The Tacoma City Council on Saturday decided against picking a new city manager from among three finalists and instead threw another name into the mix — that of longtime city attorney Elizabeth Pauli.
Pauli said Saturday she was willing to be considered but did not speak further about the possibility of becoming city manager.
“I’m feeling honored and I’m excited to move forward some of the things that I was just kind of holding in balance during the interim appointment,” Pauli said.
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“I’m frankly excited to have this role in doing that. I had been asked to reconsider my position by several individuals over the last couple days. … I had been giving it a lot of thought and consideration.”
Council members did not say publicly why they weren’t willing to vote on the three remaining finalists, who left Tacoma before the announcement was made Saturday.
The morning meeting started with public comment from two residents. Then, the council went behind closed doors for an hourlong executive session.
When they filed back in to council chambers, Mayor Marilyn Strickland had a brief announcement.
“We are not ready to choose a city manager, and for the Tuesday meeting we would like to actually invite interim City Manager Elizabeth Pauli to be considered for appointment into the pool of candidates,” Strickland said. “Madame interim city manager, are you willing to do that?”
The council scheduled Saturday’s special meeting to take public comment and vote on the three finalists — Walter Bobkiewicz, Bob Cowell and Kristoff Bauer, who hail from various parts of the country.
But the finalists this time around didn’t have the credentials of T.C. Broadnax, who came to Tacoma after being an assistant city manager in San Antonio, a city of 1.5 million people. Some had notable baggage.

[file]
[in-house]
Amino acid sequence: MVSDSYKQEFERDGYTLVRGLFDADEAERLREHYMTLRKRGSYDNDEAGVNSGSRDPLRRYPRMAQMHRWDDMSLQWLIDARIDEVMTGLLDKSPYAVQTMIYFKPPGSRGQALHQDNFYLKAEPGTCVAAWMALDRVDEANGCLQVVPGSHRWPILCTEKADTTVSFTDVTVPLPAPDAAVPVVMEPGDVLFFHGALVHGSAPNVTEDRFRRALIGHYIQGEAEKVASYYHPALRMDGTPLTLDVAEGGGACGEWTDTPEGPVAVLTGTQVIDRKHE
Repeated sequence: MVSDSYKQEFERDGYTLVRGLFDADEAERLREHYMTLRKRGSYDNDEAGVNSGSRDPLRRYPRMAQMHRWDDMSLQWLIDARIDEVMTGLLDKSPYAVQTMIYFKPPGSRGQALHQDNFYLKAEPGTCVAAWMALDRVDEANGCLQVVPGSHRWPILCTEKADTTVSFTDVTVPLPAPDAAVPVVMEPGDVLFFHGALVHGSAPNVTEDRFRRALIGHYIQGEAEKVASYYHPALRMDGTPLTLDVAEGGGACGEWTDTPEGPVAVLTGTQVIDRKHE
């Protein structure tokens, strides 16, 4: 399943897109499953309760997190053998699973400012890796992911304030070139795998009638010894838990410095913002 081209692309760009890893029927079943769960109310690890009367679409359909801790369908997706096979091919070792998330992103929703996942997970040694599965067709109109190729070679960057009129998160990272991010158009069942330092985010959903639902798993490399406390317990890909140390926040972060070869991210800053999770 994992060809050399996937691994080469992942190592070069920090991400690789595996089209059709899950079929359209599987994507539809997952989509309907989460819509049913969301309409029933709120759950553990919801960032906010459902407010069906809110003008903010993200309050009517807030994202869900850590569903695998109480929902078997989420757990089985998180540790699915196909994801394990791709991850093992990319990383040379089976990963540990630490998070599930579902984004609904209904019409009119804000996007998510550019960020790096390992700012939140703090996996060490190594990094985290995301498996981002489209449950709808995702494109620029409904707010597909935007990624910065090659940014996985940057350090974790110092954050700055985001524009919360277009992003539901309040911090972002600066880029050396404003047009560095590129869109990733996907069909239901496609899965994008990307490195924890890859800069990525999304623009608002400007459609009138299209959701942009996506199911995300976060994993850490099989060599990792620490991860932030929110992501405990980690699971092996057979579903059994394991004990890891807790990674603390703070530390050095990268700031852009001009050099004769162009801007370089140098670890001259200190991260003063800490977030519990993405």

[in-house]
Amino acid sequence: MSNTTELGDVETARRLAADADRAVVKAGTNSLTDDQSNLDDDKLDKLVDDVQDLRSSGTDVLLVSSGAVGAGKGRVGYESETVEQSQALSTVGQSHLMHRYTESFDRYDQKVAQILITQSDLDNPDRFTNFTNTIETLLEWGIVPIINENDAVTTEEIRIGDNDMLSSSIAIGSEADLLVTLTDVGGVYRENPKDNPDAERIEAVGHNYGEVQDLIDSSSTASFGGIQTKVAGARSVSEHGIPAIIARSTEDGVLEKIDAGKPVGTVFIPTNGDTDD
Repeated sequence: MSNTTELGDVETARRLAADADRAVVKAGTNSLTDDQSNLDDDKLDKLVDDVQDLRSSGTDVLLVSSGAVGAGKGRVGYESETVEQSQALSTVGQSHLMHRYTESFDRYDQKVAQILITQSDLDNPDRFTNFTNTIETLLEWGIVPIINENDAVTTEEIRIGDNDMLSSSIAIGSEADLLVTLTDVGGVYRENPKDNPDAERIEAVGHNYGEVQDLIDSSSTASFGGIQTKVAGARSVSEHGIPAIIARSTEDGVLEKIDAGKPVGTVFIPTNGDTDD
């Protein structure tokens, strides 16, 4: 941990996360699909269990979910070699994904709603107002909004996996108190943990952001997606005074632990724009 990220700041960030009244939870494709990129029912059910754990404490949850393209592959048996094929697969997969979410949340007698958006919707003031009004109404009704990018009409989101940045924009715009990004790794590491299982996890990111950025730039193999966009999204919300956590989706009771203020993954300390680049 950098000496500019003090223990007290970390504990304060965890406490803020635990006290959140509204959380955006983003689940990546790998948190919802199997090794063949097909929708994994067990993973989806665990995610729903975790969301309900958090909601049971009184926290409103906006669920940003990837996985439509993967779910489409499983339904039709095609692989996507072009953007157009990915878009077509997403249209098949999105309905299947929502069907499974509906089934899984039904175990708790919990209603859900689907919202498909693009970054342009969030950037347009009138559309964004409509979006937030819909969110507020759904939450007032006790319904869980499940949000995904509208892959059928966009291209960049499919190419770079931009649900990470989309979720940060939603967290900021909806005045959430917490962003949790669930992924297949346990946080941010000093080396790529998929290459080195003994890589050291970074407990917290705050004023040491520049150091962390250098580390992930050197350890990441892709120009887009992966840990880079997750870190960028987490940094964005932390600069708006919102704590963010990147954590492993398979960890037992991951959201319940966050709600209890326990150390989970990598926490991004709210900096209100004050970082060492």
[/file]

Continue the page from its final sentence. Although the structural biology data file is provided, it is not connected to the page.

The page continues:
Bauer, the deputy city manager of Fayetteville, North Carolina, was fired from a city manager gig in Jacksonville, North Carolina, and accepted a settlement to resign from an earlier posting as city manager in Billings, Montana.
Bobkiewicz, the city manager of Evanston, Illinois, is defending a racial discrimination lawsuit by a former department head.
Cowell, the deputy city manager in Amarillo, Texas, was passed over for the city manager job there recently.
A fourth finalist, Belinda Graham of Port Townsend, dropped out Friday amid a two-day interview where the candidates descended on Tacoma.
Strickland said the council scheduled the meeting for Saturday because several members won’t be able to attend Tuesday’s regular meeting in person.
The limitations of special meetings mean the council couldn’t stray from the agenda to consider Pauli on Saturday, Councilman Joe Lonergan said.
“I think we had three good candidates, one exceptionally good candidate — Bob Cowell, in my opinion — and one candidate who wasn’t in the mix, Elizabeth Pauli, but who has been doing the job … for the last three months, and we’ve seen a lot of really positive things happening in the city,” Lonergan said after the meeting Saturday.
“In my opinion, I think her dedication to the city is unquestioned, her commitment to being here, her knowledge of the city, we don’t have to onboard someone —someone who can actually get things done today.”
Pauli, who became Tacoma’s first female city manager when appointed to the interim position, did not apply for the permanent city manager job and originally said she wasn’t interested.
Colin Baenziger, the head of the recruitment firm that conducted the search for Tacoma’s next city manager for a flat fee of $24,500, said it’s fairly common for a city council to pick someone who’s already been doing the job.
“Cities appoint an interim city manager, and the interim city manager is not interested in the position, and may not feel able to do it,” he said. “But after three months she’s had an opportunity to deal with problems and she’s been successful at them, the council has had an opportunity to watch the interim and they’re comfortable with the way she’s dealing with problems, they will often take a hard look at the interim.
“Sometimes when you do the comparison and you know what you have, it’s always a risk to go outside,” he said.